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Counseling/having self-esteem issues over a situation


hello nori,
i was at a fast food restaurant the other day getting some condiments, when a girl about 17 or 18 got beside me and reached for some items right in front of my face. the least she could have done was say excuse me. i would have thought that she'd be a little intimidated by me, since i'm a fair size guy with a long beard. i'd have been upset had anybody done that, but i feel a lot worse when it's someone i find attractive. i'm in my thirties, and i feel i should have gotten some respect from this much younger person. i'm just looking for some feedback on how to better cope with this situation, it's really nagging me, and similar issues keep on happening. thank you very much for your time.

Hello Greg, and thank you for your letter.
Young people these days can be so inconsiderate, but that is a frustration that has  echoed in every decade and every century. We cannot control outside events, so we must put up with other people's inconsiderate acts frequently.
The other day I was buying a headboard in Goodwill (a great find for $5!) but in my enthusiasm, sliding it across the floor to the check-out stand, I got too close to a woman waiting in line. She reprimanded me. I apologized, but she ended it by moving to a different line.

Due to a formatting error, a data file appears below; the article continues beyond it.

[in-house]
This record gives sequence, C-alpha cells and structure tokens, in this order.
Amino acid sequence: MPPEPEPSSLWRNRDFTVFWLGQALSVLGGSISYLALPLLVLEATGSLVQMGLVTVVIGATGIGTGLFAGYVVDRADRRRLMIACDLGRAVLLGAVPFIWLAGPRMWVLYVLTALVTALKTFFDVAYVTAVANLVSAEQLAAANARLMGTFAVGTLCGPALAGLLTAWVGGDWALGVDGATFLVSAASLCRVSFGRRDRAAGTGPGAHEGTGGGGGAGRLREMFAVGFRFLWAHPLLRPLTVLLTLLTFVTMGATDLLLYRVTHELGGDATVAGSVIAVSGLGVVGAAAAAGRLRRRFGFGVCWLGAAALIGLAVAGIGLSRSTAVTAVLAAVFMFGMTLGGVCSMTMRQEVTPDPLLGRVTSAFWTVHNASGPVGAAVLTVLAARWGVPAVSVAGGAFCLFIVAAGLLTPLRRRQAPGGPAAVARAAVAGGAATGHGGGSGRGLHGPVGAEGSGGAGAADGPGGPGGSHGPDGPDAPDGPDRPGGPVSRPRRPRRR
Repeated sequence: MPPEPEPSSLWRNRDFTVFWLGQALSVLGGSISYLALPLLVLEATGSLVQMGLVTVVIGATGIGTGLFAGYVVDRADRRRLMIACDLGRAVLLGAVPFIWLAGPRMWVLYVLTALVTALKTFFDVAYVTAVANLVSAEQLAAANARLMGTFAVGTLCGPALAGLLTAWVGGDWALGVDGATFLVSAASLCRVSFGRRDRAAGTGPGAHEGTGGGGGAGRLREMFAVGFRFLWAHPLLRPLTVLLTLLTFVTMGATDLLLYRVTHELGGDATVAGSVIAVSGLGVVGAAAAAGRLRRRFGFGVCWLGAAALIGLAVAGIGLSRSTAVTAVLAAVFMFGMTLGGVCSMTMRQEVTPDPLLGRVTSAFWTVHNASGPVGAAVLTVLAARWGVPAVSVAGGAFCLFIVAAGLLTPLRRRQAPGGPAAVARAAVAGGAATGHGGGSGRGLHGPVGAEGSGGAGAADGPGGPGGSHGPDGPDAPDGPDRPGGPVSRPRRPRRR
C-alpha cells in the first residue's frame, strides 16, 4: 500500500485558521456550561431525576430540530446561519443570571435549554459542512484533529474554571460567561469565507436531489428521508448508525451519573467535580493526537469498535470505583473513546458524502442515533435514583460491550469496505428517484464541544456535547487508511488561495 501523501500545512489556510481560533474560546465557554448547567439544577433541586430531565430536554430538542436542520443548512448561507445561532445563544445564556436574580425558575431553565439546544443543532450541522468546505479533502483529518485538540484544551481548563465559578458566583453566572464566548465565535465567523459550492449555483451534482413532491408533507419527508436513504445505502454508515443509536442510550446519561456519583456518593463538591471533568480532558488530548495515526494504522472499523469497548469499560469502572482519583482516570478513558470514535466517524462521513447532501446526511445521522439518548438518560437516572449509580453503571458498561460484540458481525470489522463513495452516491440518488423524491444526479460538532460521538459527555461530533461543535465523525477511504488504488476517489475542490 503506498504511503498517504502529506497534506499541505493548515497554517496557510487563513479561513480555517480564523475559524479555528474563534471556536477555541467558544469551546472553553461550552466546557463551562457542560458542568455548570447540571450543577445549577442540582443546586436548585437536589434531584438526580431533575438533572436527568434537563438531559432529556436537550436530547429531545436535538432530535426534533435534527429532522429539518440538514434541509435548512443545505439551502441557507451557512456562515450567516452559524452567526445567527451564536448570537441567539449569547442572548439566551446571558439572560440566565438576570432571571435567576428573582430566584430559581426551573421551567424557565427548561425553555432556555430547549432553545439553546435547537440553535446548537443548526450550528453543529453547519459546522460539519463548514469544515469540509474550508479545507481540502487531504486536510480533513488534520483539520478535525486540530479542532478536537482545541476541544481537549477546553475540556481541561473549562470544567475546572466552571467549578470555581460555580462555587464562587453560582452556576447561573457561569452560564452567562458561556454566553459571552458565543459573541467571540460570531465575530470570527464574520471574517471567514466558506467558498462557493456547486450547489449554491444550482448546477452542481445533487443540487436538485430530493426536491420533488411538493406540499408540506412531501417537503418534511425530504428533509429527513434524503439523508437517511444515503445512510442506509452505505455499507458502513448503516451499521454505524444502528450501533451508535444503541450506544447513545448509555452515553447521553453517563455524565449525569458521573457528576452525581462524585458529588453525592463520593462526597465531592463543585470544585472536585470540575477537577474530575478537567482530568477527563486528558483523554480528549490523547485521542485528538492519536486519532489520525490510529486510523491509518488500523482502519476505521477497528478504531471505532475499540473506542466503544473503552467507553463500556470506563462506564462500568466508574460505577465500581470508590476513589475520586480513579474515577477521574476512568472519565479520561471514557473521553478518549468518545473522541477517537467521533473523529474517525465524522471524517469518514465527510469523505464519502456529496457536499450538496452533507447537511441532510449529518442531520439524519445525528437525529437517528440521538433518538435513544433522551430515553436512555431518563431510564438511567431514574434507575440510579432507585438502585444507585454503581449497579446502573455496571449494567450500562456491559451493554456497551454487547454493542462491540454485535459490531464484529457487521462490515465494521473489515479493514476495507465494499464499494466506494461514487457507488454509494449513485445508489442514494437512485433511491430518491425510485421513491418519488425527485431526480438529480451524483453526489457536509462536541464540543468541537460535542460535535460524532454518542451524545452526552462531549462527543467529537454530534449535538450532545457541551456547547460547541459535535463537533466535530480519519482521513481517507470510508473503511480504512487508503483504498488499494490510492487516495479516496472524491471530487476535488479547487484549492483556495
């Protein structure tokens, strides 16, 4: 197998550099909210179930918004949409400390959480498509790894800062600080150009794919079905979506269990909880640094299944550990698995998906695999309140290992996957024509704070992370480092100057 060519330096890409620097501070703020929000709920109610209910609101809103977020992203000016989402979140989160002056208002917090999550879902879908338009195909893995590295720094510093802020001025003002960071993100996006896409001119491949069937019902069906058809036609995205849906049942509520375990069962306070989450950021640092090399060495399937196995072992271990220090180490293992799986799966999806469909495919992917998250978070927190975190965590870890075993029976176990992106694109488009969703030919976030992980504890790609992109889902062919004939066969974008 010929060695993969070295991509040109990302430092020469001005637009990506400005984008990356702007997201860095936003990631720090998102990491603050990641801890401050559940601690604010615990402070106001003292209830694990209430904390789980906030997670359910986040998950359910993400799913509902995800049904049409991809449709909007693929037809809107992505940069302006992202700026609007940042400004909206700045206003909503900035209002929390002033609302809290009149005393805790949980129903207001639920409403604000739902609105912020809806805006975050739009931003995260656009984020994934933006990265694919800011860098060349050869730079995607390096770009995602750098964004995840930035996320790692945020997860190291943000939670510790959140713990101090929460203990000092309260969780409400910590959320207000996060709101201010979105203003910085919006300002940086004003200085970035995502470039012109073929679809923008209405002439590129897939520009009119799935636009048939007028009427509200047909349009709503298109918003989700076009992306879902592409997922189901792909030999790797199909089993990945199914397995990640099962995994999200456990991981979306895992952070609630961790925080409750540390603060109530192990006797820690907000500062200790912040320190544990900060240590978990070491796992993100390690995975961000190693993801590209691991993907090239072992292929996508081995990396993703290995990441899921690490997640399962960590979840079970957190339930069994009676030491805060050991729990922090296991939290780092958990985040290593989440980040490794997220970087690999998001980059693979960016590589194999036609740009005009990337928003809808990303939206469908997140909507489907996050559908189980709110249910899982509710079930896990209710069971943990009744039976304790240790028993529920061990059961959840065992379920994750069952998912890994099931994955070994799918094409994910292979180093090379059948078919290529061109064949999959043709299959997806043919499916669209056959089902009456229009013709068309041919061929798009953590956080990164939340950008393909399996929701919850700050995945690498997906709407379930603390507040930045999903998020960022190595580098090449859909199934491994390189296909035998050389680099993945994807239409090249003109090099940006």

Anyways, how to put up with these minor social annoyances? We all do it and we are all victimized by it. It is good to learn to speak up for ourselves. That woman I almost ran into spoke up for herself, which is good.
However, in addition to speaking up for ourselves, we can build a comfortable, secure place in our own psyches where we can feel protected, and not let little things bother us. You can judge how this works by comparing it to psychiatric medication. If you were on psychiatric medication, theoretically, little things like that would not bother you. That is because the pills change your mind. However, you do not need pills to change your mind. You can simply build up your good feelings and thoughts, so you have more control over your feelings.
I write in more depth about these ideas in my book, The End of Apathy (
Please write back if you want to discuss further,


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Nori Muster


Art therapy, positive thinking, and abuse recovery.


I have been an expert at since 2000. Before that, during college and graduate school, I put in approximately three hundred volunteer hours working at juvenile halls. I also worked in drug and alcohol counseling agencies. In addition, I have done art and writing therapy with young people who grew up in abusive religious groups.

The International Cultic Studies Association (ICSA), helps families, people who grew up in cults, and people leaving cults.

Books by Nori:
Dreaming Peace: Your Thoughts Can Change the World, a history of positive thinking and how to practice it in the post-9/11 world.
Child of the Cult, a collection of stories about children who grew up in restrictive religious groups.
Cult Survivor's Handbook: Seven Paths to an Authentic Life, a recovery handbook for people who had a bad experience in a group.

For a summary of all writing, see

Masters of Science in Interdisciplinary Studies (psychology, counseling, and criminal justice), Western Oregon University, 1991.

Awards and Honors
Betrayal of the Spirit: My Life behind the Headlines of the Hare Krishna Movement won an award from for best selling book in its category.

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